Fruitcake Science at the Science Museum of Virginia
Of all the tasty confections served up each holiday season, fruitcake has somehow become the dessert Americans love to hate. With origins in ancient Rome, the modern-day fruitcake is a brick of nuts, candied fruit, and dense, chewy pastry. Renowned for its shelf life and old-fashioned flavor, it remains a popular gift despite jokes about its remarkable heft and sometimes questionable age.
Each year, the Science Museum of Virginia makes this culinary curiosity the object of a series of unconventional science experiments. Fruitcake Science gives museum visitors a chance to see what happens when a fruitcake is burned, flash-frozen, dunked and smashed. Does its legendary density protect it from the assaults of physics? Or does it crumble when put to the scientific test?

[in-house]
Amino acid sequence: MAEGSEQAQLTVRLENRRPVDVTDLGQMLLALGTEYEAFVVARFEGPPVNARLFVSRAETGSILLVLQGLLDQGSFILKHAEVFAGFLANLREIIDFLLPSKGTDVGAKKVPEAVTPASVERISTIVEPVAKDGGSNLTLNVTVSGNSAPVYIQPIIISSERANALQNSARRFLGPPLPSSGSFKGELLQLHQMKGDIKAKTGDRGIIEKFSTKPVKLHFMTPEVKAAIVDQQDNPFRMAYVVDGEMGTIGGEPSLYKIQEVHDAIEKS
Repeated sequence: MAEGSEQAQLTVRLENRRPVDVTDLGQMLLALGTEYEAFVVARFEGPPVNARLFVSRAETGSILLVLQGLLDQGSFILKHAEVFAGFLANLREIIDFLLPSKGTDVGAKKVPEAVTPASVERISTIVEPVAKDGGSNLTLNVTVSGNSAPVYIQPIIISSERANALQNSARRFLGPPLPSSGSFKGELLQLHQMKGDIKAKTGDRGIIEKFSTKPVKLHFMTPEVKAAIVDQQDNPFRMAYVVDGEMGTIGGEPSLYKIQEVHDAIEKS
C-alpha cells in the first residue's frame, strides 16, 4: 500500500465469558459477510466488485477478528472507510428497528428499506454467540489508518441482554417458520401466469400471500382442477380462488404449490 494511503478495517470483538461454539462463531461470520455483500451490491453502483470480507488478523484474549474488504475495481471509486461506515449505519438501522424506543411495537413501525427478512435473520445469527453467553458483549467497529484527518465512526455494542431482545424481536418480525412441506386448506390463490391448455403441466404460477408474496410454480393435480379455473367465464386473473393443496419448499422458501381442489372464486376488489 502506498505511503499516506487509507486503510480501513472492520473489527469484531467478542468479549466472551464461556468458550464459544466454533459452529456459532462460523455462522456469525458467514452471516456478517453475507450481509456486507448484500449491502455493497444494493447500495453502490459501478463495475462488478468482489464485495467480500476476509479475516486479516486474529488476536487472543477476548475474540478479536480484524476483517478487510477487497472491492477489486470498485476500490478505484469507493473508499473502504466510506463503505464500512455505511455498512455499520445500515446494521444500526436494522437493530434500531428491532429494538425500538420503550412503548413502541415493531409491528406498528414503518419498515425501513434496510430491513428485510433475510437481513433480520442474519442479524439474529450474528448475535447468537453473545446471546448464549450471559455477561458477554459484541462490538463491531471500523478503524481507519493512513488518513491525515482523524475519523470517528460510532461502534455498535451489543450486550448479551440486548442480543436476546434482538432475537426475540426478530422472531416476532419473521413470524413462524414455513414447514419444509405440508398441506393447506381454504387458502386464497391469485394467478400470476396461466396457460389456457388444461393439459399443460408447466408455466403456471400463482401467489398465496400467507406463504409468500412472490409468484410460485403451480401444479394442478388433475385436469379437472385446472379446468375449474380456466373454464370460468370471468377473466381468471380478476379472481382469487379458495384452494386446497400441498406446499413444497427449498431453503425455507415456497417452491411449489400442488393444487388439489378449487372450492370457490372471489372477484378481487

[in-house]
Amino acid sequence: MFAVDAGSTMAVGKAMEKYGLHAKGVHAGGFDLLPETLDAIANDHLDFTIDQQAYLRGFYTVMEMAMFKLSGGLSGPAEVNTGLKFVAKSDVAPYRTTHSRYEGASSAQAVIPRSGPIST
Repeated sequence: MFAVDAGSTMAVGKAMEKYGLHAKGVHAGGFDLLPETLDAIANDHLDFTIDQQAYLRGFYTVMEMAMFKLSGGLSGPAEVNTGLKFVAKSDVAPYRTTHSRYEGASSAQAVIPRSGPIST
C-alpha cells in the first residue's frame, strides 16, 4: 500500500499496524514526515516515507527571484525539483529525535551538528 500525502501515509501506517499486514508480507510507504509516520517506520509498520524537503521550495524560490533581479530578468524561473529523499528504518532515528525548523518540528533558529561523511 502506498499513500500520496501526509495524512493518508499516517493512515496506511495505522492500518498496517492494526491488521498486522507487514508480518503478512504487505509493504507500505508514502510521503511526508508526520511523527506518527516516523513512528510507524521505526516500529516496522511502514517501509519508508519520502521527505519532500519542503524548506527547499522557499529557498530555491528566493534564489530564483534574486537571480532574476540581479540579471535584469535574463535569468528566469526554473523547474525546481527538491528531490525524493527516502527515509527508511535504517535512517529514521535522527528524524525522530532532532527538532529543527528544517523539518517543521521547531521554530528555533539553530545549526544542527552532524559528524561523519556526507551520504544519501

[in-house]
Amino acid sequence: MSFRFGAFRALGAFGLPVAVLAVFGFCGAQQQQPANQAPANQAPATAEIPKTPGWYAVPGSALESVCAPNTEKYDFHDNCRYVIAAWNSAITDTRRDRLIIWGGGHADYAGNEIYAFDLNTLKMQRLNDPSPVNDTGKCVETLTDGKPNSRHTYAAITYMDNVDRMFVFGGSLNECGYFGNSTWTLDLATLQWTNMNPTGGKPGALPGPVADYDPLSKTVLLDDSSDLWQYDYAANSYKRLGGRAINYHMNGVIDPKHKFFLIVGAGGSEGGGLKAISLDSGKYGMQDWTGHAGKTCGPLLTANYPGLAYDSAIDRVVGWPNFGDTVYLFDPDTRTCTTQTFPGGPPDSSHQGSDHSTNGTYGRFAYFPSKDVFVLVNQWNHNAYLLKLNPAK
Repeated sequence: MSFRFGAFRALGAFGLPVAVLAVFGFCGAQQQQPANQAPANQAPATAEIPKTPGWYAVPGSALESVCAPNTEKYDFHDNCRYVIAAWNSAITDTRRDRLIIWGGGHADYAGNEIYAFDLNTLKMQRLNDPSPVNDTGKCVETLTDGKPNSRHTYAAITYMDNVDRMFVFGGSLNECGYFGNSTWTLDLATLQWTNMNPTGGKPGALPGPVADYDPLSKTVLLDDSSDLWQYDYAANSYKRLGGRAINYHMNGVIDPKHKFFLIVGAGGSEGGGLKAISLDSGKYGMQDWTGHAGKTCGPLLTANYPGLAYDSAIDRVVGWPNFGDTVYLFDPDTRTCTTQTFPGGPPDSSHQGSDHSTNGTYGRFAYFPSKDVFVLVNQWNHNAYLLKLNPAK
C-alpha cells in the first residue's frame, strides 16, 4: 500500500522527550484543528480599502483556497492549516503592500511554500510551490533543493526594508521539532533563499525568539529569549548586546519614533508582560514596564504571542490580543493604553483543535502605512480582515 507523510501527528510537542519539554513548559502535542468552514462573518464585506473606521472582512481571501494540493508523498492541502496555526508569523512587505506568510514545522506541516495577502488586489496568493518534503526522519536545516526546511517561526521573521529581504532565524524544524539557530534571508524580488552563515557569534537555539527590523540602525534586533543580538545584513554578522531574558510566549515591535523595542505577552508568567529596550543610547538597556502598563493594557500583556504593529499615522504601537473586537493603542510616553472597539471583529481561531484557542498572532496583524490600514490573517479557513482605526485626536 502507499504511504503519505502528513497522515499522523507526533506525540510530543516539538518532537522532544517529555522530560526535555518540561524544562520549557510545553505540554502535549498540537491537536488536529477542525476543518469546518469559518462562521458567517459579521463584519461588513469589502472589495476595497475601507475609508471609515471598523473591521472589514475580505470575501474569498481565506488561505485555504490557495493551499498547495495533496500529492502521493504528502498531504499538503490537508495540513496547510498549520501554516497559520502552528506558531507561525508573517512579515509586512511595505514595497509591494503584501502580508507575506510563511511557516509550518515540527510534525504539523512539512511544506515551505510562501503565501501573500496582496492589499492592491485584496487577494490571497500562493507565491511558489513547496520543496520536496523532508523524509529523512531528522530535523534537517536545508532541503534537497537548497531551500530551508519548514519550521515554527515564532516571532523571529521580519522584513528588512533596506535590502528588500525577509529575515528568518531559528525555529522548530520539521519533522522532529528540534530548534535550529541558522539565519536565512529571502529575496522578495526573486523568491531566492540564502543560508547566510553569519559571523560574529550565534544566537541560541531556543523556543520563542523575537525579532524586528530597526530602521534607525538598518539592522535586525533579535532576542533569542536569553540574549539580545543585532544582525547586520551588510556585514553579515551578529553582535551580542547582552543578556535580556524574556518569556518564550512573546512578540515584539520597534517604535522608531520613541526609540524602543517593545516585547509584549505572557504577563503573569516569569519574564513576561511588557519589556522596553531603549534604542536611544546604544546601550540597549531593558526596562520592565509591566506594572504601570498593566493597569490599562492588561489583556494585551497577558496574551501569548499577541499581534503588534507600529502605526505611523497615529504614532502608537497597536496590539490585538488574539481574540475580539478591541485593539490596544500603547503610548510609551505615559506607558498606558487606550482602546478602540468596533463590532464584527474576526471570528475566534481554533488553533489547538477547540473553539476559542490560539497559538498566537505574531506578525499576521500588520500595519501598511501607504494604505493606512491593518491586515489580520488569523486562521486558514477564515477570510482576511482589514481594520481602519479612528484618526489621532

As always, museum staff will make fruitcake for guests to sample. This year they’re adding something new to the batter: cricket flour. Yes, crickets--the insects. Including this unconventional ingredient highlights the health and environmental benefits of eating bugs. Will you give it a try?
Fruitcake Science happens from Thursday, December 26 through Monday, December 30, and is included with museum admission.